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You can work and still receive Social Security benefits. Social Security has rules called “Work Incentives”. With these rules, the amount of money you receive from Social Security will change as you earn more, but you will still get benefits to help you.

Did you know?
The rules for each Social Security program change when you turn 18. Benefits you receive as a child may stop or be different as an adult.


Getting Involved in Your CommunityThings to Do


Get a Job

You can work and still receive Social Security benefits. Social Security has rules called “Work Incentives”. With these rules, the amount of money you receive from Social Security will change as you earn more, but you will still get benefits to help you.

Contact a Benefit Specialist

You can find them at your local Aging and Disability Resource Center. They can help you understand your benefits and how they will change at age 18.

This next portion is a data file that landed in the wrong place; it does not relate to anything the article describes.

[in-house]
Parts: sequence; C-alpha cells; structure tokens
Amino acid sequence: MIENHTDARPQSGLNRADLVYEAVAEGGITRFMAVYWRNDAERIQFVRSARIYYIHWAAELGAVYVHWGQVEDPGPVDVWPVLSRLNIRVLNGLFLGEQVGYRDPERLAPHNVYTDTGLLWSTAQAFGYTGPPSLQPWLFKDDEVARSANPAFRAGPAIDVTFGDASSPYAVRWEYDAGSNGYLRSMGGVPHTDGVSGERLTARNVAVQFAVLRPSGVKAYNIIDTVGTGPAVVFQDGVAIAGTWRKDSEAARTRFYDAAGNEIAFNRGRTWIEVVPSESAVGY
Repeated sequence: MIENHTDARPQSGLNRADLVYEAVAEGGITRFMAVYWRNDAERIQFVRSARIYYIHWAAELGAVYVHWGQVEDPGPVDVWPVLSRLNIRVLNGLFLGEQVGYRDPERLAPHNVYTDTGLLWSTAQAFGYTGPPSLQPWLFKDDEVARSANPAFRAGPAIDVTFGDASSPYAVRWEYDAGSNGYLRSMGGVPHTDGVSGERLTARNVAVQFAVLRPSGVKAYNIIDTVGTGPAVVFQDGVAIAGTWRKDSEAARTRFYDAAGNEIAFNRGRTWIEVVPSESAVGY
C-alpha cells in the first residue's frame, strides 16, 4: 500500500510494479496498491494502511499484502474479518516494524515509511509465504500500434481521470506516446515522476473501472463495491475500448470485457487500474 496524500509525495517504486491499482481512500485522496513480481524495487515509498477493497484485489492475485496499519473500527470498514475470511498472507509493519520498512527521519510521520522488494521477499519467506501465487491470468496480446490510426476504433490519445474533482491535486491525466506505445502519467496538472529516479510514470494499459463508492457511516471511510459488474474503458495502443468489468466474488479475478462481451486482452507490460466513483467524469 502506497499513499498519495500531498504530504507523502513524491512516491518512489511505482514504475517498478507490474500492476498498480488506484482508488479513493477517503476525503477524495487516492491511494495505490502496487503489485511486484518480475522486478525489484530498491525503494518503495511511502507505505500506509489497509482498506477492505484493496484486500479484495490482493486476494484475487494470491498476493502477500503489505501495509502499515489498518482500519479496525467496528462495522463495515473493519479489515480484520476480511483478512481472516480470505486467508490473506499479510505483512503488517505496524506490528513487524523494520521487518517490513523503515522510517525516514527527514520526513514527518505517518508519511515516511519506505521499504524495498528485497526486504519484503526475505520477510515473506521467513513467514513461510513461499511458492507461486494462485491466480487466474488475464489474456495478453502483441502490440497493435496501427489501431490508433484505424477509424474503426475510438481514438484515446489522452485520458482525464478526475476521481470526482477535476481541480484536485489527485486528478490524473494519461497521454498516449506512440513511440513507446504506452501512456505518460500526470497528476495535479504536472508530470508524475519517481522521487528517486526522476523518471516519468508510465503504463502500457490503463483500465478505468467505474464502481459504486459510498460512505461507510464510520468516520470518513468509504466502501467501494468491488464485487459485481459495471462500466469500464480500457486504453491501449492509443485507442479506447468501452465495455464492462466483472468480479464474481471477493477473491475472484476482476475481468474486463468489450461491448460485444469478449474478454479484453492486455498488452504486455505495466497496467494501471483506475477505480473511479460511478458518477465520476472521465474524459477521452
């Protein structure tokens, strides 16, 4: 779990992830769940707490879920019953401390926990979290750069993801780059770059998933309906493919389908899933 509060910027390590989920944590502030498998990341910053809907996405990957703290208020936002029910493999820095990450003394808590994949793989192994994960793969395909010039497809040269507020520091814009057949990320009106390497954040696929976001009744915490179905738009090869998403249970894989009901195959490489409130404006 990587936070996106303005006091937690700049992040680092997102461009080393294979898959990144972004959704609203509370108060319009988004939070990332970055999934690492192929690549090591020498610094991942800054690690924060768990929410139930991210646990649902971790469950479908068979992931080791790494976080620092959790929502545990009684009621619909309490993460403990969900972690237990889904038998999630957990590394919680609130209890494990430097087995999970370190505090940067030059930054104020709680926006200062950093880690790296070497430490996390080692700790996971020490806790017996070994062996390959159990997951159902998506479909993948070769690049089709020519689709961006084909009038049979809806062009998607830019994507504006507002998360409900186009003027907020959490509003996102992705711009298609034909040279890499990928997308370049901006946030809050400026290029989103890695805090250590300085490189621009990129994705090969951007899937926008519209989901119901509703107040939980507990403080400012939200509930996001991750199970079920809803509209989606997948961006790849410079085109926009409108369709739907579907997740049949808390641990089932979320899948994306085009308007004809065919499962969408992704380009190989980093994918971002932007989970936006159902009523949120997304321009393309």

Contact a Work Incentives Benefit Specialist (WIBS).

Get help with the transition of benefits from childhood to adulthood. Find out about resources to help you work and achieve your health and money goals.

Working with Benefits

Did you know you can work even if you receive disability benefits? It’s true. If you have disability benefits and want to work, program rules called work incentives make work possible.

Other Benefits Resources:

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Before StartingThings to Ask

What if I’ve never had benefits before age 18?

If you don’t have benefits before age 18, but have a health condition which may make you eligible to receive them, contact the ADRC at 17 years 9 months of age to start the application process.


What benefits do I currently get?

Before age 18, income and assets of the parent(s) you live with are used to determine eligibility for SSI and the amount of benefits you’ll receive. Find out what you’re getting each month.


What benefits am I eligible for?

At age 18, only your personal income and assets are used to determine eligibility for SSI and the amount of benefits you’ll receive.


Did you know?
At age 18, people receiving SSI benefits go through the redetermination process. This is when Social Security determines whether your disability is severe enough to limit your ability to work at a specific level. Even though your condition may not change, Social Security might determine that you no longer have a disability.